Shark expert weighs-in on recent attacks

The dramatic photos show the intense moments after two shark attacks in coastal North Carolina, Sunday. A 13-year-old girl lost her left arm and in another, a 16-year-old boy lost a limb.

Chris Anselmo, Fire Chief at Oak Island, North Carolina recently told members of the media "Both victims were reported to be about 20 yards off shore in waist deep water. Both victims were transported by buses by Brunswick County EMS to a landing zone and airlifted to Hanover Regional Medical Center with life threatening injuries. As of last night, both victims were out of surgery and in stable condition."

Just last week, a 10-year-old boy was bitten by a shark in Cocoa Beach, and a surfer was bitten in New Smyrna Beach in late May.
Shark expert, George Burgess, said deaths by shark have gone down, but

"We're seeing more attacks all the time, everywhere in the world. This is simply because we're putting more and more people into the water every year."

We've spoken to Burgess in the past. He is Director of the Florida Program for Shark Research at the Florida Museum of Natural History at the University of Florida.

He said Florida has about 20 or so shark bites a year. Most of which he says are "hit-and-run" bites by small species sharks.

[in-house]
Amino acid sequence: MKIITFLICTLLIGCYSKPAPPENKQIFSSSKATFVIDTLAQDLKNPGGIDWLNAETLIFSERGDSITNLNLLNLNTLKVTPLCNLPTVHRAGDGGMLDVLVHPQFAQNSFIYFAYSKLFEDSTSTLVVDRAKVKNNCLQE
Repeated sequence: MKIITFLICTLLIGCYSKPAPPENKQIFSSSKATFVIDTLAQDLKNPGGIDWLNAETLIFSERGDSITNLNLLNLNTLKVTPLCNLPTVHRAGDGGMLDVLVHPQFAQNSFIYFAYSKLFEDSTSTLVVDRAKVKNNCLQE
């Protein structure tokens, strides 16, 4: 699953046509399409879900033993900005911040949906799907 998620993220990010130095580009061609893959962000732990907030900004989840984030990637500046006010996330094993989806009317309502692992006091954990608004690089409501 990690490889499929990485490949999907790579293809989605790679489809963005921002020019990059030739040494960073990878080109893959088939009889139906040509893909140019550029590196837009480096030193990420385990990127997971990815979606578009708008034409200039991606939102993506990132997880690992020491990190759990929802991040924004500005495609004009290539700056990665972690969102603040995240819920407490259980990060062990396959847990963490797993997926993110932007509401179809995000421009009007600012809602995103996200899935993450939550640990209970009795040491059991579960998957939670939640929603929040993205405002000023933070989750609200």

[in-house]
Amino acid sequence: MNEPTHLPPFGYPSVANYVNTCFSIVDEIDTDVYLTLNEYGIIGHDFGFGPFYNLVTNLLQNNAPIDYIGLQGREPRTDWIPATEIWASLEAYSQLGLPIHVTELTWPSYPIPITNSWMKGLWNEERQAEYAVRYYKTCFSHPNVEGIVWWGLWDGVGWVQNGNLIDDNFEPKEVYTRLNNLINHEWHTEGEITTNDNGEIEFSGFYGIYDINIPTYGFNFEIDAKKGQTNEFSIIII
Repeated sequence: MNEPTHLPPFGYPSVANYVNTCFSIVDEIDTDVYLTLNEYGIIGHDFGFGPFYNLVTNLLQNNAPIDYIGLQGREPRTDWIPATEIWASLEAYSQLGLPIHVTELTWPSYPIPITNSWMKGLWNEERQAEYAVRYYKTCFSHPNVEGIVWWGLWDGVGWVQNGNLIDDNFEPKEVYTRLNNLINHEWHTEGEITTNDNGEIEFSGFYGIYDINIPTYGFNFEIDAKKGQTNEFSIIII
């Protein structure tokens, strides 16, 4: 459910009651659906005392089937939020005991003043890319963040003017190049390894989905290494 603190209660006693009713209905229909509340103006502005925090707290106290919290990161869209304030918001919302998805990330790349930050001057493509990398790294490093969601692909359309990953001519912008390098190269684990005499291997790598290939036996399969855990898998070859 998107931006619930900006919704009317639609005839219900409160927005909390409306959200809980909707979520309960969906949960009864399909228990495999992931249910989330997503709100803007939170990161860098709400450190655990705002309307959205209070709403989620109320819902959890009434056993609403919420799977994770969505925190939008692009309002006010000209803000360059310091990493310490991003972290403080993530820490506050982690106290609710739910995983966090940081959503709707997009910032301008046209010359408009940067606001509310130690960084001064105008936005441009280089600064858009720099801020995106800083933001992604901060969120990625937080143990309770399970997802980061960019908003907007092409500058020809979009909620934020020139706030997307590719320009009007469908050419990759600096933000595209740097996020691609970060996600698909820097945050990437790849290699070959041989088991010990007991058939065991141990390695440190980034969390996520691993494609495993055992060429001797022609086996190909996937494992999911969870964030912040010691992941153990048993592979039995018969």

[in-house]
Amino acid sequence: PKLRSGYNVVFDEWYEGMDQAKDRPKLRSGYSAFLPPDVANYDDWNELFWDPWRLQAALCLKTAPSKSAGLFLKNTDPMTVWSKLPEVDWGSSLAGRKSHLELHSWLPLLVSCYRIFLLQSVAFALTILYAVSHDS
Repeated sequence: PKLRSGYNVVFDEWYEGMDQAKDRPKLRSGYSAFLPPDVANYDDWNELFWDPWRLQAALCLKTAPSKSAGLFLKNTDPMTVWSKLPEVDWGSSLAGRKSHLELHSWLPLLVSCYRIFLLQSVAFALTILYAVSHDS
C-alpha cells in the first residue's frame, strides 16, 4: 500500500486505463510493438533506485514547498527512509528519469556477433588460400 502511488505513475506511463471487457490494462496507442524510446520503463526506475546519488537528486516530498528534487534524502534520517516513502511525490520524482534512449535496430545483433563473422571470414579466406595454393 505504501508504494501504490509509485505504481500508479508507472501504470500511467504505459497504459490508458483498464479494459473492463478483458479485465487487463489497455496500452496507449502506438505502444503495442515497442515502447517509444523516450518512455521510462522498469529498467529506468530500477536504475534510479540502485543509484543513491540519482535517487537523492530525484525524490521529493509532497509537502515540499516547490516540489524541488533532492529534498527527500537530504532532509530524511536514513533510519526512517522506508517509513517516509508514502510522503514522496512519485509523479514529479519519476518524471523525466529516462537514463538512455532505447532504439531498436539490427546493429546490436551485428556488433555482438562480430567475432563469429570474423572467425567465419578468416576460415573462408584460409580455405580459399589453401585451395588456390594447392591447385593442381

White sharks are rare, he says, and we're seeing a few more, because their populations are improving. As for why humans are bitten, he says they see a splash of a hand or kicking foot thinking it's a fish.

Burgess explained,"They're not intending to go after humans. They think they're going after a fish. Obviously, they realize their mistake very quickly and they don't come back for any more bites."

He said there are ways to help protect yourself from shark bites in our coastal waters.

 Burgess said, "Staying together in groups, avoiding areas where sharks might be more common, such as if you see sea birds diving or people fishing."

He said avoid steep drop offs along channels, areas between sand bars and if you see a shark in the water, get out.

Burgess continued, "Considering there were three fatalities in the entire world last year, the chances of you dying in the mouth of a shark are pretty much slim to none as an individual."

Bottom line, the stories along our Central Florida coast should be a reminder to stay alert, but not stay out, of the water.
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